Alvin Holmes, of Mt. Zion, who suffered a stroke of paralysis a week ago, is still in a serious condition. (Wilkes-Barre Evening News, February 25, 1913)
Among the special numbers on the amateur program at the Globe theatre last night, was the “One-Man Band, and this feature certainly outstripped anything in the class secured by the Globe management for several weeks. Harry Walling, an enterprising and jovial citizen of South Salem, took the part of the solitary band and his efforts were highly appreciated by the enthusiastic audience. Mr. Walling crowded music out of about every conceivable interest known and his execution was perfect. (Eugene Daily Capital Journal, March 14, 1913)
Mr. and Mrs. Lorin Walling and baby are visiting their parents here, having had the misfortune to have their house and all its contents burned at Gates Wednesday morning. The missionary societies are helping them by sewing. (Polk County Observer, April 25, 1913)
Continue reading “Short News Items from 1913”
Andrew Briner and family left yesterday for their future home at Ashland. He has been the blacksmith at Perrydale for several years. (Oregon Statesman, January 13, 1893)
G.A. Briner, the late blacksmith at Perrydale, is now located with his family at Talent, in Jackson county. (Oregon Statesman, February 17, 1893)
Clifford Ball, a postal clerk on the Northern Pacific, has been visiting his mother at Monmouth this week. (Oregon Statesman, June 16, 1893)
Newton, N.Y. [sic], Feb. 3 — The case of Robert Westbrook, charged with the murder of Dennis J. Morris, was given to the jury at 4 o’clock today. Mr. Kallisch summed up for the defendant in an argument of three hours to his client’s innocence, and Capt. Van Blarcom, in a speech of two hours, insisted on a verdict of murder in the first degree. Judge Magie reviewed the evidence at great length, the charge being thought unfavorable to the prisoner. Several exceptions were taken by the defense. After five hours the jury rendered a verdict of not guilty. Westbrook rose, threw up his hat, and, with a shout “I am free,” fell weeping on the neck of his sobbing wife. (New York Times, February 4, 1888)
Continue reading “Business & Professional Notices from 1888”
Miss Rose Elfa Briner, daughter of Mr. and Mrs. Lyle Briner, and Richard Ditsworth of Prospect were wed in the California town on July 29.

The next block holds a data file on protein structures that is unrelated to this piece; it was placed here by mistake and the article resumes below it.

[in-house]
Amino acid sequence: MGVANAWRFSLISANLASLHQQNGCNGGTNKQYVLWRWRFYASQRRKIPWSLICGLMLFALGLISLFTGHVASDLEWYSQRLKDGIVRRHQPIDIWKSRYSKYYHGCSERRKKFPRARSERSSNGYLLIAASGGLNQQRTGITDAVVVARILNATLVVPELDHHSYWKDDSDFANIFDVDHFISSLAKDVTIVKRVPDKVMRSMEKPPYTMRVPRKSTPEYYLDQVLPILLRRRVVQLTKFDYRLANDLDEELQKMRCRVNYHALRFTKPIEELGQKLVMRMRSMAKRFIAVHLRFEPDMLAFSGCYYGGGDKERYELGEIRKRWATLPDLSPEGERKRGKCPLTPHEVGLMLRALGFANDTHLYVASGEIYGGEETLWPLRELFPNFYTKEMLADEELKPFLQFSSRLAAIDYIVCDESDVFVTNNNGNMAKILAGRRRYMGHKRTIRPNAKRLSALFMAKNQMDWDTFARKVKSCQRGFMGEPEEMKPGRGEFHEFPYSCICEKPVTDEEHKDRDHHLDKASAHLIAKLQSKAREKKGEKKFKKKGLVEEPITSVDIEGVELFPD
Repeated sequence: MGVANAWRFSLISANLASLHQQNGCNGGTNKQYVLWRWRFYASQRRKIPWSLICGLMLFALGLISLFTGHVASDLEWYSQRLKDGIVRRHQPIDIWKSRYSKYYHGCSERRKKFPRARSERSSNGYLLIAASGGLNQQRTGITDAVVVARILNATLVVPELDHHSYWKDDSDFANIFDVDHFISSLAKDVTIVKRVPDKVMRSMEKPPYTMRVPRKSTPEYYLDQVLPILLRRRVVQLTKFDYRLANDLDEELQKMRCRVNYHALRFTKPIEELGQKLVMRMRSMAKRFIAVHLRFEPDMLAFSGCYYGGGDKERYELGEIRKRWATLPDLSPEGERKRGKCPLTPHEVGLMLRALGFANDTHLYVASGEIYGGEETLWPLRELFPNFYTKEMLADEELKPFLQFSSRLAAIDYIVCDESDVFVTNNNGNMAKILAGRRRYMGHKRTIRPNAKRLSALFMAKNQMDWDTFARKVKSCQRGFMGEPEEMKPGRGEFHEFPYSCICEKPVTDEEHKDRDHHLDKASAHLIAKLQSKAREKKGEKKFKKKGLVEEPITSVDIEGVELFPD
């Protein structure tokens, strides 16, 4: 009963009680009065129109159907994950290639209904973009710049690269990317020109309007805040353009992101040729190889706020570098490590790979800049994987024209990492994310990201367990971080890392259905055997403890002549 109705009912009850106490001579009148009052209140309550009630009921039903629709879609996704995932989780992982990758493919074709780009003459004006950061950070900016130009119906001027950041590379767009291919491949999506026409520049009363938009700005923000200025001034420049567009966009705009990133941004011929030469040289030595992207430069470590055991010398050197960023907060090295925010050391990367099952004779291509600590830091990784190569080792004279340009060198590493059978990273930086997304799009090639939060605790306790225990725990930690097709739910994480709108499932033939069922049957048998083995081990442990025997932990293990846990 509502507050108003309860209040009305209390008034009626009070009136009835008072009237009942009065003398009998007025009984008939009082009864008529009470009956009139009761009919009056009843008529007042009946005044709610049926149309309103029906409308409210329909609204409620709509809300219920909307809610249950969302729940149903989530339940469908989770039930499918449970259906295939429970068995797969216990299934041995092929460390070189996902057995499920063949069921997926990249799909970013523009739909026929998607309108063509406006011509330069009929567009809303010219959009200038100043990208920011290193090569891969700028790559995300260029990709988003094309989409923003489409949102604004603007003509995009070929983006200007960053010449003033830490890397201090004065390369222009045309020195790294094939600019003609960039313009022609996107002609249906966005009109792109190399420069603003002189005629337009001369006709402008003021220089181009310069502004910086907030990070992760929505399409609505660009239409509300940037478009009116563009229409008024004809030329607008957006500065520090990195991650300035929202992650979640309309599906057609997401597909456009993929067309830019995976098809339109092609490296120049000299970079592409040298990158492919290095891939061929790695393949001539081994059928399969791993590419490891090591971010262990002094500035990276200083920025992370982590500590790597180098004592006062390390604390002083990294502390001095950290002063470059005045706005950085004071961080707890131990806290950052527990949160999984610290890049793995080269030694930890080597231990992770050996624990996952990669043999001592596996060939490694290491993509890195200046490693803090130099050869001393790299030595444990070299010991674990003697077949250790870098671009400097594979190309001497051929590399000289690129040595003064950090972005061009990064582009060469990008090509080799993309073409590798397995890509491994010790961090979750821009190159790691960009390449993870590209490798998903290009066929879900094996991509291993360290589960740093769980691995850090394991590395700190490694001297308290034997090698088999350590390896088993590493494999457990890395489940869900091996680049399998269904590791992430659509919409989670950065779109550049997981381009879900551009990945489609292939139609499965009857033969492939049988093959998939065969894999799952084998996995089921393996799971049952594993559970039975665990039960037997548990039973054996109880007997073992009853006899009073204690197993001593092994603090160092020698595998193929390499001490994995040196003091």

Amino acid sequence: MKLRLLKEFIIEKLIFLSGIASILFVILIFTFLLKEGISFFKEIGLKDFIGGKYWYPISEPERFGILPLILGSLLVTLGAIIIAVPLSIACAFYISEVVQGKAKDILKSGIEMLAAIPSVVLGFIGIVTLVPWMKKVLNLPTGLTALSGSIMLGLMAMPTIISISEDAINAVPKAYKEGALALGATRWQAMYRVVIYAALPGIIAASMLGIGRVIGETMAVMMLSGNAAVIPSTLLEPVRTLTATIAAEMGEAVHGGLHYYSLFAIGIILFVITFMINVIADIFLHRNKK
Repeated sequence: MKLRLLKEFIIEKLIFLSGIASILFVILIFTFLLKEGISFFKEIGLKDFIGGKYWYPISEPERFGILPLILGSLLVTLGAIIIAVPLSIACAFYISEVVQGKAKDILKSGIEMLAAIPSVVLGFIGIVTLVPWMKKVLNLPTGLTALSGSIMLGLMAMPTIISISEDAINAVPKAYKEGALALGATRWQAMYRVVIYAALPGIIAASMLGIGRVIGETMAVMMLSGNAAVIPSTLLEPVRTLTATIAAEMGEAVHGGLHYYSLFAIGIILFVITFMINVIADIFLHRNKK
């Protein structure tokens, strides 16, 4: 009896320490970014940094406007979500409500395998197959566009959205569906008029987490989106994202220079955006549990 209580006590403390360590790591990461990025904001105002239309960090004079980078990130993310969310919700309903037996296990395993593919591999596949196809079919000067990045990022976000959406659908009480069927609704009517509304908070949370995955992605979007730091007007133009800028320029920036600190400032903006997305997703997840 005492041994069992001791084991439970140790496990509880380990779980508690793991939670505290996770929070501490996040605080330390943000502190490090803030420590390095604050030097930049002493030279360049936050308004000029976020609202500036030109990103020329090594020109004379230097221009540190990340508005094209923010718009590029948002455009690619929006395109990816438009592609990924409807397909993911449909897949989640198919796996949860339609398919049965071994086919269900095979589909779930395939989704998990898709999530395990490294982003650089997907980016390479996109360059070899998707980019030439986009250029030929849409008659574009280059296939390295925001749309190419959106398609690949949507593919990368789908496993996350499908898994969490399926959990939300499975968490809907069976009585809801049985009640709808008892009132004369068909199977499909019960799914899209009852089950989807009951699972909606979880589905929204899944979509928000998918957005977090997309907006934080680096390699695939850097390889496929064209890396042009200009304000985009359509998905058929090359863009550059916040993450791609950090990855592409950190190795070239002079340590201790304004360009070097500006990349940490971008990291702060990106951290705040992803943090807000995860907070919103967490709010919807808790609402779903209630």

Mr. and Mrs. Ditsworth are at home to their friends in Prospect.
Source: Medford Mail Tribune, August 21, 1939.
G.A. Briner received a painful injury Friday, while logging near his mill. He was in the act of barking a log when a glancing blow from the ax caused a small knot to strike him in the right eye. Dr. Hart was called. He gave Mr. Briner every hope that he will not lose the sight of it.
Source: Ashland Tidings, October 13, 1913.
Continuing the mythical contest for the longest-stemmed flowers, Mrs. G.A. Briner of Wagner creek, sent to the Mail Tribune office 11 narcissis [sic] blooms with stems all measuring more than 28½ inches. The longest was 31¾ inches. Also on display were several variegated tulips with the longest stem measuring 37½ inches.
Source: Medford Mail Tribune, May 2, 1941.
Curtis A. McGrew, 69, born of Oregon pioneer parents in Polk county April 4, 1872, passed away in Central Point at 6 p.m. Wednesday.
Mr. McGrew has spent practically all his life in Oregon and has resided in Jackson county for the last 31 years. The last two years was spent at Prospect. For many years prior to that he resided at Talent.
Continue reading “Curtis M’Grew Taken By Death”
Talent—George Andrew Briner, 83, who was born July 14, 1868 in Talent, died Saturday at a local hospital. He had lived in Oregon his entire life.
Mr. Briner was a blacksmith for 60 years until his health forced him to retire. His wife died only a few weeks before he did, on Nov. 22, 1951.
Survivors include a daughter, Mrs. Elfa Long, Talent, a son, Lyle Briner, Prospect, a brother, Marion Briner, Coquille, Ore., a granddaughter, Mrs. Rose Ditsworth, Talent, and three grandchildren.
Services will be conducted from Litwiller Funeral home, Ashland, at 1:30 p.m. Wednesday.
Source: Medford Mail Tribune, December 31, 1951.
McGREW—At the residence, 988 Union avenue north, September 13, Phoebe McGrew, age 74 years; beloved mother of Miss Jessie E. Ball and Miss Florence McGrew, both of this city; Mrs. Mable Briner, Mrs. Curtis McGrew, both of Talent, Or. Funeral services will be held Thursday, September 18, at 3 p.m., at the chapel of Miller & Tracey.
Source: Oregon Daily Journal, September 16, 1919.
McGREW—At Vancouver, Wash., Feb. 26, Florence J. McGrew, aged 43 years; sister of Mrs. Jennie E. Ball of this city, Miss Mabel Briner and C.A. McGrew, residing at Talent, Or.; member of Rose City Eastern Star. The funeral services will take place at the conservatory chapel of the East Side Funeral Directors, 414 East Alder st., at 2:30 P.M., Thursday, March 2. Friends invited. Concluding services at the Portland Crematorium.
Source: Portland Oregonian, February 28, 1922.